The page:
1. CDC28 is the only cyclin-dependent kinase (CDK) in S. cerevisiae involved in cell cycle transitions [23]. CDC28 interacts with different proteins at different stages of the cell cycle, including G1 and B-type cyclins (CLNs and CLBs, respectively) and CDC6. Indeed, no detectable co-expression is found between CDC28 and its interacting partners (Table 1; not shown for CLNs). In contrast, CDC28 has several orthologs in higher eukaryotes (up to five distinct CDKs in mammals), each devoted to specific processes or tissues [23], and the orthologs that were found by our analysis in H. sapiens, D. melanogaster and C. elegans (CDK2, CDC2 and CDK-1, respectively) are highly co-expressed with the corresponding orthologs of CDC6 and the B-type cyclins (Table 1).

2. Yeast TAF5 is a component of at least two transient complexes, the general transcription factor TFIID and the SAGA complex [24]. However, its human ortholog (TAF5) is only known to be a part of the TFIID complex, while a second ortholog (TAF5L) is known to be in both TFIID, and the human equivalent of SAGA [25]. As expected, the co-expression of human TAF5 and the other proteins in human TFIID is higher than that of yeast TAF5 and the other proteins in yeast TFIID (not shown).

3. The opposite case of two S. cerevisiae paralogs with only one ortholog in higher eukaryotes, though less common, may also help to identify PPIs. The nascent polypeptide associated complex (NAC), consists of an alpha subunit (EGD2) and a beta subunit (either EGD1 or BTT1) [26]. BTT1 is not co-expressed with EGD2, presumably since EGD1 and BTT1 are alternating beta subunits that bind both the ribosome and the alpha subunit (EGD2). In contrast, D. melanogaster and C. elegans have only one known orthologous beta subunit, which are co-expressed with the corresponding orthologs of EGD2 (Table 1).


Table 2 shows examples of low confidence putative interactions with low co-expression but high orthologous co-expression. These interactions were found by high-throughput yeast two-hybrid [1], and considered low confidence (they had less than 3 interaction sequence tags and were not included in the core data; also not supported by co-expression). However, in light of the high orthologous co-expression from at least two species, we predict that they represent true interactions. In support of that, both proteins in all these examples are localized to the same cellular compartment (according to the MIPS database [14]).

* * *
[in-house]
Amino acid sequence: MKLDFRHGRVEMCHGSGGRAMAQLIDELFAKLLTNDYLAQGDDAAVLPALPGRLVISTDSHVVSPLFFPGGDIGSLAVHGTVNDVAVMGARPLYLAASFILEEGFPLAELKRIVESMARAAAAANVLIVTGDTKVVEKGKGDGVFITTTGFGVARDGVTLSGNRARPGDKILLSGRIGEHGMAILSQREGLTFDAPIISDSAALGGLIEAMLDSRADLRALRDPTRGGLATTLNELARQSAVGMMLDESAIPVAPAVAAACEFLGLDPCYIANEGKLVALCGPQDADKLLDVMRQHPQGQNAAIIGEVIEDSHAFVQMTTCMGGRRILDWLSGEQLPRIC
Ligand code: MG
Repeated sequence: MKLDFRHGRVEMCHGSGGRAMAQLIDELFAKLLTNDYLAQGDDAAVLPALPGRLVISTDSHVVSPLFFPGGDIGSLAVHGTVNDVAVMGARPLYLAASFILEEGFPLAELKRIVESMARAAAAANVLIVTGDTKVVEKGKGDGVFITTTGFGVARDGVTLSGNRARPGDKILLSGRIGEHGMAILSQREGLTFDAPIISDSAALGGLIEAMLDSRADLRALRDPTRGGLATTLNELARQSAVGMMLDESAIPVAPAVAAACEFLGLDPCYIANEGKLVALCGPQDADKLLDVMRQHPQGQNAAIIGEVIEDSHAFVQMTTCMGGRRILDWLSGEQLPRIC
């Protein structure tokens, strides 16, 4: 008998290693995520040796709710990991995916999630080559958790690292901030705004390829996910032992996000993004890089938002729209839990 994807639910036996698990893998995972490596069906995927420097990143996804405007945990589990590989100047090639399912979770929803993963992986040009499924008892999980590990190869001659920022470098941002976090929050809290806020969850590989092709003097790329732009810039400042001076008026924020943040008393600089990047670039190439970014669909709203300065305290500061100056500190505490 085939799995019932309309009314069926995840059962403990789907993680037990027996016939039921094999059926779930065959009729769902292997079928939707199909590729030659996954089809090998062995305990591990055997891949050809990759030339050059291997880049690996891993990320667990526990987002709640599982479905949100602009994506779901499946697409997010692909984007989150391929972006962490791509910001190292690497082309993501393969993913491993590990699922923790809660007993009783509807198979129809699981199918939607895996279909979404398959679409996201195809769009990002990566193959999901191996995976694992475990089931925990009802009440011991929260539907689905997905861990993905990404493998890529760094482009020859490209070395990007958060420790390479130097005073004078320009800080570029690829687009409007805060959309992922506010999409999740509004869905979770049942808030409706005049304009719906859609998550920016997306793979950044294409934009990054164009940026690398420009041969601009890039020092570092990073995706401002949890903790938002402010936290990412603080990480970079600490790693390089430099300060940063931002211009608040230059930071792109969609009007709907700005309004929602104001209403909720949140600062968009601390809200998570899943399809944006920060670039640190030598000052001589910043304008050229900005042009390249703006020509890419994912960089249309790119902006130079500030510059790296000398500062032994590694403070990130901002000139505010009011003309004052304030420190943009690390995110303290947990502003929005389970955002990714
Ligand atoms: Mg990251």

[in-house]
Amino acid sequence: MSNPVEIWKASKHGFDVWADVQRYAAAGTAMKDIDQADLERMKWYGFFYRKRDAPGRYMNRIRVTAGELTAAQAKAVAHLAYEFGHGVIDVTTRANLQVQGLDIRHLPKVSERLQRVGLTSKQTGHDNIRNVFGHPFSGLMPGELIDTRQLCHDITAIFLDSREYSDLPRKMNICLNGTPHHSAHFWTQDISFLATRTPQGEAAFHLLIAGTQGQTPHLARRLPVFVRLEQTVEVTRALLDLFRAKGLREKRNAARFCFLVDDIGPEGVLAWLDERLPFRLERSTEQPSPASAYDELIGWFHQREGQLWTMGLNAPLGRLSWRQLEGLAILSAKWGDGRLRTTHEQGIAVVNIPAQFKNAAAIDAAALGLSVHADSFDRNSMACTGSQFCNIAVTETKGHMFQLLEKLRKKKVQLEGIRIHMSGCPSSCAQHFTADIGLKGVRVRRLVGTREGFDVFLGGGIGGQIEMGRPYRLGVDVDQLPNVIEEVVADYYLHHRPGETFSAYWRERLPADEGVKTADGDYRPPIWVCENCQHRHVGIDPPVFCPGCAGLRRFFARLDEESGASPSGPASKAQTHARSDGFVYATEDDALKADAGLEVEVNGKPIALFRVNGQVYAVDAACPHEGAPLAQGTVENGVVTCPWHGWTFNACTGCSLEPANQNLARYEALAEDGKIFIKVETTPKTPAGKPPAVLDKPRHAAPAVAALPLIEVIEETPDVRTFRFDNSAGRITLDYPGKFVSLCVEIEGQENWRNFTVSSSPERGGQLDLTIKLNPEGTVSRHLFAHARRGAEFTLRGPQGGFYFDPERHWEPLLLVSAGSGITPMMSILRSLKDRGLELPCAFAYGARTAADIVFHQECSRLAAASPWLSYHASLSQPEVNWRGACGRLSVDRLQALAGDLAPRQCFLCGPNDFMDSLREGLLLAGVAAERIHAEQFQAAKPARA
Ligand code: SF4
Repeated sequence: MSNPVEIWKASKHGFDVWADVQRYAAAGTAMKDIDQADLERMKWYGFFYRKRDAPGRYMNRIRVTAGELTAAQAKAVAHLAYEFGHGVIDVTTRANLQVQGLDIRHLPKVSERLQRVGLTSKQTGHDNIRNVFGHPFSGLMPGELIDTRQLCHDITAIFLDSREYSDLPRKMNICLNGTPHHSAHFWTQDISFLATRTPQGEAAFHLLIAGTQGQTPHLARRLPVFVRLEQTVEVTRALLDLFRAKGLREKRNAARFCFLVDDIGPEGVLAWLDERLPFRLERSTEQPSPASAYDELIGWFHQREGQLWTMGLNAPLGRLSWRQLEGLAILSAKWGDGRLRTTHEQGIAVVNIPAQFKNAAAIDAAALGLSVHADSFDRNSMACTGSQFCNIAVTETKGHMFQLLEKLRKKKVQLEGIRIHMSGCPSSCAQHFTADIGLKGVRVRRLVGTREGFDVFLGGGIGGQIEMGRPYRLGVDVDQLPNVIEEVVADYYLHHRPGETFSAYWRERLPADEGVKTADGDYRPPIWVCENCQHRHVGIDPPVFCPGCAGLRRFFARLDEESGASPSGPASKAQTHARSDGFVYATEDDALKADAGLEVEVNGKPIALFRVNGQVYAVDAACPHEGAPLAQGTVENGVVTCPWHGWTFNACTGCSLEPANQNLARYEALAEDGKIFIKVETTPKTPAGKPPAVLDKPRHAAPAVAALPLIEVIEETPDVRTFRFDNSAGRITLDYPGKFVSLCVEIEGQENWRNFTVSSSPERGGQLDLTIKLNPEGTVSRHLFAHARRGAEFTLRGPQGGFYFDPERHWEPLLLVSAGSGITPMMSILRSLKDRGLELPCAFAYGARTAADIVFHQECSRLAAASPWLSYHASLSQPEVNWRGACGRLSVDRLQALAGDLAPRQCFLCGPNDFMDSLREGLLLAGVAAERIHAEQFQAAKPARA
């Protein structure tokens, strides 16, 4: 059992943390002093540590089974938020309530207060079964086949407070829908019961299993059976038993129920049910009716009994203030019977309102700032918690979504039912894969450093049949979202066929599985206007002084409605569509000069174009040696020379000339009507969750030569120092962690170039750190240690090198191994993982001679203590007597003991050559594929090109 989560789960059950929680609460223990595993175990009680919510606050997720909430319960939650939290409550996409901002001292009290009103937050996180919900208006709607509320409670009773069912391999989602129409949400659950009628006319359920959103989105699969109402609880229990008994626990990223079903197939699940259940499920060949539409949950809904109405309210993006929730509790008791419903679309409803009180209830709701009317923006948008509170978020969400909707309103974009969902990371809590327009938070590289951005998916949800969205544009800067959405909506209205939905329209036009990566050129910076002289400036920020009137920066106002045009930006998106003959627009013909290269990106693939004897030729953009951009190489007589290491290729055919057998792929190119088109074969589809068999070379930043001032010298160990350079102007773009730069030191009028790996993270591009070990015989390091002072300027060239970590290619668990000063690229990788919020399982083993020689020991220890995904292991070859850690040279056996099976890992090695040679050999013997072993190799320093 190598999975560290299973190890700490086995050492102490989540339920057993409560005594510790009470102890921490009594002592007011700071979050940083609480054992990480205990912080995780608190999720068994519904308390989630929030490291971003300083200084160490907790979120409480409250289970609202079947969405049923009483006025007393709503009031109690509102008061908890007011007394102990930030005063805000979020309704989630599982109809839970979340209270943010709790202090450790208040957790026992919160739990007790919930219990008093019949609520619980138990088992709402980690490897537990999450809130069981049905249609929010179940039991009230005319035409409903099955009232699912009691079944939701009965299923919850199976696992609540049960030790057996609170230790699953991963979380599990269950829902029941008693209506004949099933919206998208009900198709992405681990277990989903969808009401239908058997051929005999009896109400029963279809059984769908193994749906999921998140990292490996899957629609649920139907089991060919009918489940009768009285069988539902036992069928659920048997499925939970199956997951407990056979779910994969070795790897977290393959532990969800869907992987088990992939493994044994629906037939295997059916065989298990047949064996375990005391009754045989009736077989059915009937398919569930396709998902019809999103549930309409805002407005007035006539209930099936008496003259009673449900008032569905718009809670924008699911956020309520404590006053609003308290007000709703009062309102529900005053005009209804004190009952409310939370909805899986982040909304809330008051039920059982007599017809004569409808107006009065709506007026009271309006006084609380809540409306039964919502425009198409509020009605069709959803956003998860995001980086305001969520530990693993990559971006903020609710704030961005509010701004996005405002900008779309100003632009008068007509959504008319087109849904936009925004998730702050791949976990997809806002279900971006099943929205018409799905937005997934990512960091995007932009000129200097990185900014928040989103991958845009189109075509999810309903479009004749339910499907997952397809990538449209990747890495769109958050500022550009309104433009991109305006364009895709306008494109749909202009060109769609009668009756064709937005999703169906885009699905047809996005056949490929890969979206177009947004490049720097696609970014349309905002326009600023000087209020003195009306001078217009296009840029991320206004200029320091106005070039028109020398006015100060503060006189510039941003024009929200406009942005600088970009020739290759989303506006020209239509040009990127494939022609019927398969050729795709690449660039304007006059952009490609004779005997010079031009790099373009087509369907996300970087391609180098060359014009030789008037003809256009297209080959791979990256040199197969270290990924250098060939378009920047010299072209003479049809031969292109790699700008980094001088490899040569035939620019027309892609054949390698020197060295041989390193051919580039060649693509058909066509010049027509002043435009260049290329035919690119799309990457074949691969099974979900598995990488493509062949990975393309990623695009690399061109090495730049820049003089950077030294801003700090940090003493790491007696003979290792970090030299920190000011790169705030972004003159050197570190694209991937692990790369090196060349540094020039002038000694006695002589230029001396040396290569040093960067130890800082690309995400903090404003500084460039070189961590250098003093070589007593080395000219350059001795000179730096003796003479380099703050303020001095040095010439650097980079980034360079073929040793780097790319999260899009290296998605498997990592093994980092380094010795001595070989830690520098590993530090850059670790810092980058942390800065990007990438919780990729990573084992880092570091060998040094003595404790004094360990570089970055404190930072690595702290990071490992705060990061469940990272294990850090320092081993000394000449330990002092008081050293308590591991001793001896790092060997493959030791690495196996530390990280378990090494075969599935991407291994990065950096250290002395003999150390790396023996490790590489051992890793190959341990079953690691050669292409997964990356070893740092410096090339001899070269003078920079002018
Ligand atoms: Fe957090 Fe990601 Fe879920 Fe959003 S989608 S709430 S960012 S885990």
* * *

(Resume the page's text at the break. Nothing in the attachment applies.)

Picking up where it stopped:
Table 2 S. cerevisiae and orthologous co-expression of hypothetical Protein interactions

Some of these proposed interactions might also fit the model in Figure 3. For example, SMT3 is the only SUMO gene in S. cerevisiae, which is known to modify TOP2 (DNA Topoisomerase II) and other proteins [27]. However, in vertebrates there are three known SUMO genes: SUMO1, SUMO2, and SUMO3. As suggested by the model in Figure 3, SMT3 is not co-expressed with TOP2, but one of its human orthologs (SUMO1), is highly co-expressed with the human ortholog of TOP2 (TOP2A; see Table 2).


We presented here a new computational method for verification of PPIs that is based on the co-expression of orthologous protein-pairs, and demonstrated its predictive power using PPIs identified in S. cerevisiae.

This method extends two of the former methods, namely co-expression of interacting proteins and conservation of interactions (interologs). The first method can only be applied to organisms with expression data and its performance depends on the amount and quality of that data. Our method overcomes this limitation by integrating sequence and expression data from other organisms. It can thus be applied to any sequenced organism, particularly for those without available expression data, thereby replacing the missing data. Moreover, it performs better than the former method even for S. cerevisiae, where many high quality expression data is available, and is especially better in identifying transient interactions. It is difficult to evaluate our approach for other species, since we do not have large representative sets of known interactions, but the success in yeast is promising.